Bay Area non-profit uses technology to help officers respond to mental health calls


Bay Area non-profit uses technology to help officers respond to mental health calls

The Largo Police Department teamed up with Clearwater-based non-profit organization Directions for Living for a program that uses technology to help officers respond to mental health-related calls for service.

Direction for Living’s “TRACE” program connects people who call the police for help with a licensed clinician using a video conference call with a tablet.

“They respond to a call, if they believe that there is a mental health component to that call, they hit the button and a live counselor comes on and either works with the officer or actually hands the tablet to the individual,” said April Lott, the president and CEO of Directions for Living.

Lott says officers are forced to do a lot more than what they’re trained to do when responding to mental health calls.
 
“One of the things that we wanted to support our law enforcement officers on is that they are being asked to play the role of social worker, and counselor, and therapist,” explained Lott.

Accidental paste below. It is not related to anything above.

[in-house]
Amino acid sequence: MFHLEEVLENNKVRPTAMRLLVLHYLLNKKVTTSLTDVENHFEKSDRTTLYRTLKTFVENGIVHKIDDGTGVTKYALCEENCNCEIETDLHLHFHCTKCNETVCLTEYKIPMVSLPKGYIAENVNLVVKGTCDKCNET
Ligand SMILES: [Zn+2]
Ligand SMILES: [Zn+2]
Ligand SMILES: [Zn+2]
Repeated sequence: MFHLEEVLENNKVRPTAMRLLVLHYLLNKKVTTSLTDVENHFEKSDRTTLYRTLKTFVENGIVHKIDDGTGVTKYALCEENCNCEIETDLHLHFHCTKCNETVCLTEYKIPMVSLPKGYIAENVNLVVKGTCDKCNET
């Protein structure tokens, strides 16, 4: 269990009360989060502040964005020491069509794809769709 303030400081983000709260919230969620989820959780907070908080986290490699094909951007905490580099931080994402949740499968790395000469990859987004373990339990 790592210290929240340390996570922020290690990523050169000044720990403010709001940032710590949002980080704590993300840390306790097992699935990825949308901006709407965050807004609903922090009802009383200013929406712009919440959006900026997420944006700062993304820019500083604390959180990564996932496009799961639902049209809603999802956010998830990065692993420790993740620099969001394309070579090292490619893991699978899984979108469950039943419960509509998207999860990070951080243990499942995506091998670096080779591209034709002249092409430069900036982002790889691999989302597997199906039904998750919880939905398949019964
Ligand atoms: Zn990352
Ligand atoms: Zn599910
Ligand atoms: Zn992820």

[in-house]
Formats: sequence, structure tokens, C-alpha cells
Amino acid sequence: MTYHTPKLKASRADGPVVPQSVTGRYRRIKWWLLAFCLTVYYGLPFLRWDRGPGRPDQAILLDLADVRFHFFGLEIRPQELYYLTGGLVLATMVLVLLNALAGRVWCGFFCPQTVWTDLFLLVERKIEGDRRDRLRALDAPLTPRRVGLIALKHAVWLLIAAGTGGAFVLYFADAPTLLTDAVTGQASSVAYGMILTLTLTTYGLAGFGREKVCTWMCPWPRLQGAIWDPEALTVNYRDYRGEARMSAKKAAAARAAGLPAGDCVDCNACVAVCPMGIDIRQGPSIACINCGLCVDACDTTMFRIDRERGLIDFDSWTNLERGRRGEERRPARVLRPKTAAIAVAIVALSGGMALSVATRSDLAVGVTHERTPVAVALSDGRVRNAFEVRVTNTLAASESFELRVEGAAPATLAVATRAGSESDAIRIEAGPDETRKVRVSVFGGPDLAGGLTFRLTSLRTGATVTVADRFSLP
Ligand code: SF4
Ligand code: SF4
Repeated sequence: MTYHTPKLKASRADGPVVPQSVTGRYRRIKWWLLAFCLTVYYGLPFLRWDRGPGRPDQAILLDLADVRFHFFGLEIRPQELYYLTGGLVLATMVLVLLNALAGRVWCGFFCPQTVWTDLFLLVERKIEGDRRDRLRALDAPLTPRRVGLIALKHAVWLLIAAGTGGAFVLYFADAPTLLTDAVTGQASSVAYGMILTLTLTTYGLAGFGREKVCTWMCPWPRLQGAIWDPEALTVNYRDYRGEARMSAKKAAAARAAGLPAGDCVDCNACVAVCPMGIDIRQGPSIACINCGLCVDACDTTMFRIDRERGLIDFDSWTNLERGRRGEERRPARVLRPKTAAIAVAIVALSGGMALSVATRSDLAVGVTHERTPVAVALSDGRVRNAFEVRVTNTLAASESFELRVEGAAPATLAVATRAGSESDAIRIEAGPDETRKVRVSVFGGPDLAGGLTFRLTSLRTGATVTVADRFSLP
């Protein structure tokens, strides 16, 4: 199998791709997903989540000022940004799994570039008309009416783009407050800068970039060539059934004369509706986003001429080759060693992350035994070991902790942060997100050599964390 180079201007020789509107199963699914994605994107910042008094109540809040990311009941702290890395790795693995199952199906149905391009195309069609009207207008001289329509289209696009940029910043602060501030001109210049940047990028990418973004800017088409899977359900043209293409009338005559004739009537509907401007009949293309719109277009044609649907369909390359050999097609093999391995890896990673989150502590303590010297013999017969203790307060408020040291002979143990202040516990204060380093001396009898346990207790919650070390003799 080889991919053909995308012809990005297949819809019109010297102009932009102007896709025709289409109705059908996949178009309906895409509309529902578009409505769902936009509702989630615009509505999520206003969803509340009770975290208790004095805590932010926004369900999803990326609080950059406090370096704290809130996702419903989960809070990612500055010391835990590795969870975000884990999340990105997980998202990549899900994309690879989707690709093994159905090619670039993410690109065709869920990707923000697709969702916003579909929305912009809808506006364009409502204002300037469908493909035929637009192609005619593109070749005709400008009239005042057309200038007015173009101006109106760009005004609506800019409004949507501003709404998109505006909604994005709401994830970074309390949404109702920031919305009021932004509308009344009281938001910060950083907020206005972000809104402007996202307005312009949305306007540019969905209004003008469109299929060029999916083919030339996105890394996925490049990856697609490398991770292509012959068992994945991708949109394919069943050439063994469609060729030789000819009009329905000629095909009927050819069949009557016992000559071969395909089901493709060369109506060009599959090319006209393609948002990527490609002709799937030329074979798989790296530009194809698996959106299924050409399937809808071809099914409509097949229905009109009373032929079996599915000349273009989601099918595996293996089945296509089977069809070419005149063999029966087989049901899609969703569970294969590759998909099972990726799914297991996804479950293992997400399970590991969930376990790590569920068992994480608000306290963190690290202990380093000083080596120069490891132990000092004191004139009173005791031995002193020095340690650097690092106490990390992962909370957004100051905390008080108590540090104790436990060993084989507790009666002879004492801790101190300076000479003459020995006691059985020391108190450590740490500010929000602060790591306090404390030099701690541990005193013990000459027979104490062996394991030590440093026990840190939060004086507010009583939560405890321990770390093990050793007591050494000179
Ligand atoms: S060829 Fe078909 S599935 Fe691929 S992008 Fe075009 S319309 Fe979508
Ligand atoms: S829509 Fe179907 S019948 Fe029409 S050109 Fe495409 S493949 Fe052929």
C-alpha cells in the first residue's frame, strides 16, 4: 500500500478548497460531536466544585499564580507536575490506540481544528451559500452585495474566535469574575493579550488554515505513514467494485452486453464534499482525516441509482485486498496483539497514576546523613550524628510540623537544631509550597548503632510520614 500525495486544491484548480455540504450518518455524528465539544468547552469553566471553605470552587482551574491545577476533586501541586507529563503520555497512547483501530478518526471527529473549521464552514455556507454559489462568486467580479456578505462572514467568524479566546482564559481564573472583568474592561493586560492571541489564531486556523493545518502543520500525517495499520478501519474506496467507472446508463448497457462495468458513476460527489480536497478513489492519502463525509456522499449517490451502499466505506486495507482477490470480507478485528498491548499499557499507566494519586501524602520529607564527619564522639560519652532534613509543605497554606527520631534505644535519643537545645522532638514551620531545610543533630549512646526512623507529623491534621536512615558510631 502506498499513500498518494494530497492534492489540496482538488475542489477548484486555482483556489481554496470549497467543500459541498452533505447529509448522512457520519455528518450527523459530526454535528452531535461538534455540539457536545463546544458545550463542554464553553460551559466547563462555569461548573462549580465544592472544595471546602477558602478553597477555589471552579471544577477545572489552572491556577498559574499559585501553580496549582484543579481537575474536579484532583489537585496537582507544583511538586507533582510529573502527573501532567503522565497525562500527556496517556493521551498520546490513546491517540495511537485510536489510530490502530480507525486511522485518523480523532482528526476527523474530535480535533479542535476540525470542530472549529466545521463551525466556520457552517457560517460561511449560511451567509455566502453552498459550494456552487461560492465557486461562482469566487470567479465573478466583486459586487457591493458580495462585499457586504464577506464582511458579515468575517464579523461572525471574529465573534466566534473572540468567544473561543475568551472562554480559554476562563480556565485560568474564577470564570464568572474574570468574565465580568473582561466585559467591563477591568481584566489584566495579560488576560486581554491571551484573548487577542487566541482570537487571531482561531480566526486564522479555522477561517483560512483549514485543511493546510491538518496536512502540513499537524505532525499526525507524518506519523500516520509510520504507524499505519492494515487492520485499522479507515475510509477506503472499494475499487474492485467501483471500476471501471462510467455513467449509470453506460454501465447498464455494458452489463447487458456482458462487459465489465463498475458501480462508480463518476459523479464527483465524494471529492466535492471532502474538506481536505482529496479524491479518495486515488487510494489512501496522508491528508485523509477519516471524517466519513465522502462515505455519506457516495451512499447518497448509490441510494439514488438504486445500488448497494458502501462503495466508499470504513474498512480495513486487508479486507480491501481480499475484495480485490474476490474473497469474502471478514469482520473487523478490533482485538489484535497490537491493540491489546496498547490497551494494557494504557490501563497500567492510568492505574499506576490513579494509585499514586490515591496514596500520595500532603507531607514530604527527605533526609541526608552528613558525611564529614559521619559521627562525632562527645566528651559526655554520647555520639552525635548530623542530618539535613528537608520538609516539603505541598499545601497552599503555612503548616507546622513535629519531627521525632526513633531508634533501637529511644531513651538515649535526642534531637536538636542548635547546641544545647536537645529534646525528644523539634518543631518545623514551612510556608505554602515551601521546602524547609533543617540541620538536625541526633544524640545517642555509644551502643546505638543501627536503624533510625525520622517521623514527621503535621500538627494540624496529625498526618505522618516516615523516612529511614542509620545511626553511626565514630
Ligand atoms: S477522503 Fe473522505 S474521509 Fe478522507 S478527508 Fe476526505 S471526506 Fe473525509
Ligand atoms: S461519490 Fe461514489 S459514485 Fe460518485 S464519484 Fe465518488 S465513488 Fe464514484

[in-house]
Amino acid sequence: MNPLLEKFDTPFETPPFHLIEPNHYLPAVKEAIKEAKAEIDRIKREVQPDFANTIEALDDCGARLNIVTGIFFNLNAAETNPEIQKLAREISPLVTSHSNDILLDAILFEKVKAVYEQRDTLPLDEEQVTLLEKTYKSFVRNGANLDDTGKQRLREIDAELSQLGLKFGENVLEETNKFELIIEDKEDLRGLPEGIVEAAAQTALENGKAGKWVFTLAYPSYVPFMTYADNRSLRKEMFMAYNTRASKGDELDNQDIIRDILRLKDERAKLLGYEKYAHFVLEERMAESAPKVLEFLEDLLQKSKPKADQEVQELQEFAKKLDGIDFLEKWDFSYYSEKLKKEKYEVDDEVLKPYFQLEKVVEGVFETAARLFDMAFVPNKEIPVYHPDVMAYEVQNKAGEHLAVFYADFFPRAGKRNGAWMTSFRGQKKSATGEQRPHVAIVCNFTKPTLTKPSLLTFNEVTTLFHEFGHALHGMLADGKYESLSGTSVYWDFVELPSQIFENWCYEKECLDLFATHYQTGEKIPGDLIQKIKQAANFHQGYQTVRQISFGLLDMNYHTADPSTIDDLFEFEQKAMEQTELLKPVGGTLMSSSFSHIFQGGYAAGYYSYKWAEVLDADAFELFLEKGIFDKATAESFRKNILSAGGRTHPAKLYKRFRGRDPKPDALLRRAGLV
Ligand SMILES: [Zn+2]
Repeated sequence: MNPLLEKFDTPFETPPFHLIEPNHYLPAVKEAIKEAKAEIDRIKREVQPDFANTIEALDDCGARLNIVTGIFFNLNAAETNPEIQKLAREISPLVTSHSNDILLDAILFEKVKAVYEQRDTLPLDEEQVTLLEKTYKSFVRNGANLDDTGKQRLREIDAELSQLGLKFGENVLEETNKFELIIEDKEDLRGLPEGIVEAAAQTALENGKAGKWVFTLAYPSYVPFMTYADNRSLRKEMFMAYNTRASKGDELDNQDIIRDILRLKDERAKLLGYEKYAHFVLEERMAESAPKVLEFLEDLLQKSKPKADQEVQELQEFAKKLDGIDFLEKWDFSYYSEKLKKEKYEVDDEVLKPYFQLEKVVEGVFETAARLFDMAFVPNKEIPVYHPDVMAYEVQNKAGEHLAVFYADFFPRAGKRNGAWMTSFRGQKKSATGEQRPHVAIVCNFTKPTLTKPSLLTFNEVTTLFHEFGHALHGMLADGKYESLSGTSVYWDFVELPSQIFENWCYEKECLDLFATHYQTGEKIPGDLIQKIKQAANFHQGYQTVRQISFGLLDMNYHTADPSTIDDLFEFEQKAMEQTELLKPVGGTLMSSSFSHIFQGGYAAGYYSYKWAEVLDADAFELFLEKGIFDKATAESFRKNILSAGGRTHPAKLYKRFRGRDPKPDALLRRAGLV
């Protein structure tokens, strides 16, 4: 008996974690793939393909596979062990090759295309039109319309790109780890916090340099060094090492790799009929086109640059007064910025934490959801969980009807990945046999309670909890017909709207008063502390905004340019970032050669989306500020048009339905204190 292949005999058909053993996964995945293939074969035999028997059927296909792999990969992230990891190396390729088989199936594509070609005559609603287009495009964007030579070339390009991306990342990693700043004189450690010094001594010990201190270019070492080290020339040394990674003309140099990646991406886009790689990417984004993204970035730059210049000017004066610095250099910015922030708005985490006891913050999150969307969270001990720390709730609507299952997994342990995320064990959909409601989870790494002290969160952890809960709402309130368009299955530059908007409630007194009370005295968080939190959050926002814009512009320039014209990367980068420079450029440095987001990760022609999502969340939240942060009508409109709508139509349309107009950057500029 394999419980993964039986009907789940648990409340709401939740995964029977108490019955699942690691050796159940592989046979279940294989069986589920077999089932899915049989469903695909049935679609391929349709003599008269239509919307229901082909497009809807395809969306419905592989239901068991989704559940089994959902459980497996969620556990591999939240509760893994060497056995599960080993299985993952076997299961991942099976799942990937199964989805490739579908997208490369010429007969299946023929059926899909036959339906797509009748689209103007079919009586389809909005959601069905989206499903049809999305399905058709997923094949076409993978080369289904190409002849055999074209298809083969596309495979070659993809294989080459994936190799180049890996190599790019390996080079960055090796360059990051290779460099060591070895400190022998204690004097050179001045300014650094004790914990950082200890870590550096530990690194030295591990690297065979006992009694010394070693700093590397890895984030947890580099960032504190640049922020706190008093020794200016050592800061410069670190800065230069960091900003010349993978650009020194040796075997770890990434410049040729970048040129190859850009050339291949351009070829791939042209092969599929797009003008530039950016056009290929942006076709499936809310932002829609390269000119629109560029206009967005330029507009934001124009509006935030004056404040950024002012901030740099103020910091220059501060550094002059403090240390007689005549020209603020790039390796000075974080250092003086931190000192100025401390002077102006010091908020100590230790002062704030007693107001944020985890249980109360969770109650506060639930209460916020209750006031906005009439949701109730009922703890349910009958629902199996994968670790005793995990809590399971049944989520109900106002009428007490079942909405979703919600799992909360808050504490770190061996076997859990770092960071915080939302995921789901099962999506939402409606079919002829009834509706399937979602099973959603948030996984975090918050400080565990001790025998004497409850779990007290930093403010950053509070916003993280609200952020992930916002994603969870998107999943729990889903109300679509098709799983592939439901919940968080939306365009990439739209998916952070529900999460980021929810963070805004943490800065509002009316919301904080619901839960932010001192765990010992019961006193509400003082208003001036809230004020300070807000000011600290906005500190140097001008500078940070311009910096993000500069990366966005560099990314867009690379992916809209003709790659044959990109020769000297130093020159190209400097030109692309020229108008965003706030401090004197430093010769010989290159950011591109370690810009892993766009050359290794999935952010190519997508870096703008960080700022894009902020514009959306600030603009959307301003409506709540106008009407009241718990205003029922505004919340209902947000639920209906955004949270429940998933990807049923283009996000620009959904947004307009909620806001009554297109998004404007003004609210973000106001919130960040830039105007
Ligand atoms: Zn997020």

The TRACE program started as a pilot program with Largo PD back in November to see if it would be successful. 
  
​”We wanted to see, will it work, and it is working, we’ve reduced unnecessary Baker Acts by 50%, it has been really good,” Lott said.
  
More law enforcement agencies are expressing interest in the TRACE program. The Belleair Police Department started using it one month ago and eight other agencies are talking to the non-profit about incorporating it for their officers.
 

Those agencies include college campus police departments, Gulfport, Tarpon Springs, and the Indian Shores Police Department. 
 
The tablets and software are funded through a grant from the Pinellas Community Foundation.  

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